U.S. Department of Energy Announces $36 Million to Reduce Waste from Advanced Nuclear Reactors

Eleven Projects Will Lower Waste Burden; Sustain Future Deployment of Carbon-Free Nuclear Power

WASHINGTON, D.C. — The U.S. Department of Energy (DOE) today announced $36 million for 11 projects seeking to increase the deployment, and use of, nuclear power as a reliable source of clean energy and limit the amount of waste produced from Advanced Nuclear Reactors (AR). Nuclear power is one of the most reliable sources of energy in America, and the largest domestic source of clean energy—providing approximately 50% of the nation’s carbon-free electricity, and about a fifth of U.S. electricity overall. Nuclear power production, however, produces waste which must be disposed of and safely stored. Mitigating these waste and storage concerns will support the goals outlined in President Biden’s Bipartisan Infrastructure Law to support the equitable expansion of the nation’s clean energy sources, including nuclear energy.

“Developing novel approaches to safely manage nuclear waste will enable us to power even more homes and businesses in America with carbon-free nuclear energy,” said U.S. Secretary of Energy Jennifer M. Granholm. “ARPA-E is doing just that by supporting companies and universities that are working on next-generation technologies to modernize advanced reactors and strengthen the nation’s clean energy enterprise.”

Projects funded through ARPA-E's “Optimizing Nuclear Waste and Advanced Reactor Disposal Systems” (ONWARDS) program will develop technologies that can resolve the waste and storage challenges associated with AR fuel cycles. The following teams will seek to reduce nuclear waste, support safe and sustainable domestic fuel stocks, and advance our nation’s clean energy portfolio: 

  • Brigham Young University (Provo, UT) will reduce the risks and uncertainty of a separation process that reduces UNF waste. (Award amount: $900,217)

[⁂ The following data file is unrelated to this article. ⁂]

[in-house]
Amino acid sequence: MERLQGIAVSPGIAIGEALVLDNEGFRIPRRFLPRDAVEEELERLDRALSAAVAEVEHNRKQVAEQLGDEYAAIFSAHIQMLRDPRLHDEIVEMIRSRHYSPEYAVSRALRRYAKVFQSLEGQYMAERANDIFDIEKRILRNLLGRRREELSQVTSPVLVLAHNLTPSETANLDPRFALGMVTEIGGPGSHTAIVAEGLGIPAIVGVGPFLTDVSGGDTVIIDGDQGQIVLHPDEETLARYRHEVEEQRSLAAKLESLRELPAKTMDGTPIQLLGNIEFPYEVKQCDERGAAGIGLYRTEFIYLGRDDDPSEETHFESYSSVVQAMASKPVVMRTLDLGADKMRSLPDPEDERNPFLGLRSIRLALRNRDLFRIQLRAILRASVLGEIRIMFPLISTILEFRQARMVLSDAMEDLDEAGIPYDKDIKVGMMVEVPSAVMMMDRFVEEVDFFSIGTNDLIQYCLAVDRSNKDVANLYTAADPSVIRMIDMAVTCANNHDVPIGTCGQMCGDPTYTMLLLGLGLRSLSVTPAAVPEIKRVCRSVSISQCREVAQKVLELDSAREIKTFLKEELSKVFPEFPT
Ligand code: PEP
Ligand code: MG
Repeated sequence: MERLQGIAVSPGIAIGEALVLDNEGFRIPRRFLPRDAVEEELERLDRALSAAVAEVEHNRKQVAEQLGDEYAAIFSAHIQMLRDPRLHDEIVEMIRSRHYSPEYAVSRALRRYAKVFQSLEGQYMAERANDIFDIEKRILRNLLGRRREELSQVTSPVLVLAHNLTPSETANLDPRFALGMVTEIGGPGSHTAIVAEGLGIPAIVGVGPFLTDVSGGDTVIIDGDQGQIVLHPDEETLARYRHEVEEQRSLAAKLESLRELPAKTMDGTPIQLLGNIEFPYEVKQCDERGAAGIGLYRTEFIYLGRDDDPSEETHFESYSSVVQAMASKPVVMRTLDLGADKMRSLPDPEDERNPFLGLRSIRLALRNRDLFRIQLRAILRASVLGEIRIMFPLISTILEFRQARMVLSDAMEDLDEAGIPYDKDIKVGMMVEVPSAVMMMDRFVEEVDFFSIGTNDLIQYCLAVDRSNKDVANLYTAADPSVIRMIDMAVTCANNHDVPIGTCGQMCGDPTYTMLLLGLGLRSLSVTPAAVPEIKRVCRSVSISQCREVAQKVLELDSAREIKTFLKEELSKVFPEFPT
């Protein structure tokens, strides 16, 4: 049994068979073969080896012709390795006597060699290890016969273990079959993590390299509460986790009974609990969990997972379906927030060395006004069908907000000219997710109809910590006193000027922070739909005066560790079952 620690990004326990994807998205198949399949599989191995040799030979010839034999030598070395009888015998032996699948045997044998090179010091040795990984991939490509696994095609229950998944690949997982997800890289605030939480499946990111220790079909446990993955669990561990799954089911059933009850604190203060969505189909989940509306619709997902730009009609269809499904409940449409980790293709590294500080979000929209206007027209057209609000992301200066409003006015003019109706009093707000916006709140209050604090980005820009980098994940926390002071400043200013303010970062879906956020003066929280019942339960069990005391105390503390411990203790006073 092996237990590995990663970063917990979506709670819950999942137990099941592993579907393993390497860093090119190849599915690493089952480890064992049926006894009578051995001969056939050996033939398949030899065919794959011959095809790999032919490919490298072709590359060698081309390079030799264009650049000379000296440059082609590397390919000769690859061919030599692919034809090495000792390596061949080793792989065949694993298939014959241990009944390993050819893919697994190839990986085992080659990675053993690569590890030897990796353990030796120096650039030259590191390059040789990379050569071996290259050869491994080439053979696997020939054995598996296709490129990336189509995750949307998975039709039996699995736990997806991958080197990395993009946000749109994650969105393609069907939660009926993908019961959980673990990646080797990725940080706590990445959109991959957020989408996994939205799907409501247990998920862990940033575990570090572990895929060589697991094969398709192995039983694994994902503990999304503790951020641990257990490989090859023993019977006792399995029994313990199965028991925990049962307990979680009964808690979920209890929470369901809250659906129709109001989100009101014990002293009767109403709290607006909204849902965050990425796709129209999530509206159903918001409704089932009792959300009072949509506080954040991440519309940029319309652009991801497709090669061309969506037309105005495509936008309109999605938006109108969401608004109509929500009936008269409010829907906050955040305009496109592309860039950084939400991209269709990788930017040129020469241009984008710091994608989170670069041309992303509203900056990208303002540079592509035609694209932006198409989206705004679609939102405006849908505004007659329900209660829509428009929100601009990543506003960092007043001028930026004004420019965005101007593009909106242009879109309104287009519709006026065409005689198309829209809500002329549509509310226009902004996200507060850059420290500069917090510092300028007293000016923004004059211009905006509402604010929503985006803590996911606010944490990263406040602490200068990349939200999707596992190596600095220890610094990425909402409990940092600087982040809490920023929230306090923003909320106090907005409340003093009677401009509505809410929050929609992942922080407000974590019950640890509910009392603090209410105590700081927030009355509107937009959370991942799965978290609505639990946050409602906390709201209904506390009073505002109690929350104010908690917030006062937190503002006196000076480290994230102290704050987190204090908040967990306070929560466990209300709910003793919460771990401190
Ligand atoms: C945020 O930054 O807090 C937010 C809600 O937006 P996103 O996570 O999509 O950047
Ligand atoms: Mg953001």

• Citrine Informatics (Redwood City, CA) will use artificial intelligence and physics-based simulation methods to develop durable waste forms that significantly reduce repository burden from molten salt reactors. (Award amount: $3,103,770)
  • Deep Isolation (Berkeley, CA) will establish universal performance criteria and a cannister system for minimizing the long-run costs of used fuel and waste management. (Award amount: $3,608,399)
  • General Electric (GE) Global Research (Niskayuna, NY) will develop a safeguards accountancy system capable of performing in a nuclear reprocessing facility. (Award amount: $4,499,463) 
  • Idaho National Laboratory (Idaho Falls, ID) is developing an innovative and simple process for recycling metal fuels based on existing commercial thermal separation technologies that could greatly increase the commercial viability of metal fuel recycling. (Award amount: $2,076,343)
  • Oklo (Sunnyvale, CA) proposes to study the advancement and economic viability of a state-of-the-art used nuclear fuel (UNF) recycling facility.  (Award amount: $4,000,000)
  • Orano Federal Services (Charlotte, NC) will develop a treatment system designed to treat the off-gases released from different types of AR UNF processing facilities. (Award amount: $2,249,573)
  • Rutgers University (New Brunswick, NJ) will deliver a simple, scalable route for turning UNF into high-density, durable cermet (a heat-resistant ceramic and metallic composite) waste form. (Award amount: $4,000,007)